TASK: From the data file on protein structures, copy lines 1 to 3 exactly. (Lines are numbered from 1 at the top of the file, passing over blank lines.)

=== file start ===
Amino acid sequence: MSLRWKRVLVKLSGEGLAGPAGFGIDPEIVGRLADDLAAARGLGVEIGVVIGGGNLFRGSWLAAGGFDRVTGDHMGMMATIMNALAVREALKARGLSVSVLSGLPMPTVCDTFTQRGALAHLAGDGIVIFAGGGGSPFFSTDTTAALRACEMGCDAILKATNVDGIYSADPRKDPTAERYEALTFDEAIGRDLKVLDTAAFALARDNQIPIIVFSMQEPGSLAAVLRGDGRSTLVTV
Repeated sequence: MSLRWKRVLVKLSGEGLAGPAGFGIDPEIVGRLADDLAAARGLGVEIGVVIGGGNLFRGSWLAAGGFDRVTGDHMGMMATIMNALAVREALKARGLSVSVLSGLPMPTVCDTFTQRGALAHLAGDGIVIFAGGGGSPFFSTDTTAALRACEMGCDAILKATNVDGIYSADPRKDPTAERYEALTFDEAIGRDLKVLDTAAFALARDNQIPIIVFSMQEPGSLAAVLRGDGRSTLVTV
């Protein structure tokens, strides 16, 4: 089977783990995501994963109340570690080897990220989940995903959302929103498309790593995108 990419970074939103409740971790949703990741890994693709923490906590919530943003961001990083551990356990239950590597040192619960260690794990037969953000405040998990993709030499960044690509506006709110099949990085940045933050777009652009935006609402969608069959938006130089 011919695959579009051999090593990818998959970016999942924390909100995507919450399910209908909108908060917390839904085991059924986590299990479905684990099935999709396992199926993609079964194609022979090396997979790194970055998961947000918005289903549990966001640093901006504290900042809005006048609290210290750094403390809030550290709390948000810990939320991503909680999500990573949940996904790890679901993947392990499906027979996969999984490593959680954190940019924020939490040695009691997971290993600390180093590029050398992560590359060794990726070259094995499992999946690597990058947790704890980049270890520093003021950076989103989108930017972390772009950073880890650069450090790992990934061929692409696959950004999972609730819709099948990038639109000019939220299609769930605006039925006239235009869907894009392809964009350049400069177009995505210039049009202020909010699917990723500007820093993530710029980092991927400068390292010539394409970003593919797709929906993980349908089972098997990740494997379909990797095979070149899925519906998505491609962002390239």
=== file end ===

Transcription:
Amino acid sequence: MSLRWKRVLVKLSGEGLAGPAGFGIDPEIVGRLADDLAAARGLGVEIGVVIGGGNLFRGSWLAAGGFDRVTGDHMGMMATIMNALAVREALKARGLSVSVLSGLPMPTVCDTFTQRGALAHLAGDGIVIFAGGGGSPFFSTDTTAALRACEMGCDAILKATNVDGIYSADPRKDPTAERYEALTFDEAIGRDLKVLDTAAFALARDNQIPIIVFSMQEPGSLAAVLRGDGRSTLVTV
Repeated sequence: MSLRWKRVLVKLSGEGLAGPAGFGIDPEIVGRLADDLAAARGLGVEIGVVIGGGNLFRGSWLAAGGFDRVTGDHMGMMATIMNALAVREALKARGLSVSVLSGLPMPTVCDTFTQRGALAHLAGDGIVIFAGGGGSPFFSTDTTAALRACEMGCDAILKATNVDGIYSADPRKDPTAERYEALTFDEAIGRDLKVLDTAAFALARDNQIPIIVFSMQEPGSLAAVLRGDGRSTLVTV
């Protein structure tokens, strides 16, 4: 089977783990995501994963109340570690080897990220989940995903959302929103498309790593995108 990419970074939103409740971790949703990741890994693709923490906590919530943003961001990083551990356990239950590597040192619960260690794990037969953000405040998990993709030499960044690509506006709110099949990085940045933050777009652009935006609402969608069959938006130089 011919695959579009051999090593990818998959970016999942924390909100995507919450399910209908909108908060917390839904085991059924986590299990479905684990099935999709396992199926993609079964194609022979090396997979790194970055998961947000918005289903549990966001640093901006504290900042809005006048609290210290750094403390809030550290709390948000810990939320991503909680999500990573949940996904790890679901993947392990499906027979996969999984490593959680954190940019924020939490040695009691997971290993600390180093590029050398992560590359060794990726070259094995499992999946690597990058947790704890980049270890520093003021950076989103989108930017972390772009950073880890650069450090790992990934061929692409696959950004999972609730819709099948990038639109000019939220299609769930605006039925006239235009869907894009392809964009350049400069177009995505210039049009202020909010699917990723500007820093993530710029980092991927400068390292010539394409970003593919797709929906993980349908089972098997990740494997379909990797095979070149899925519906998505491609962002390239």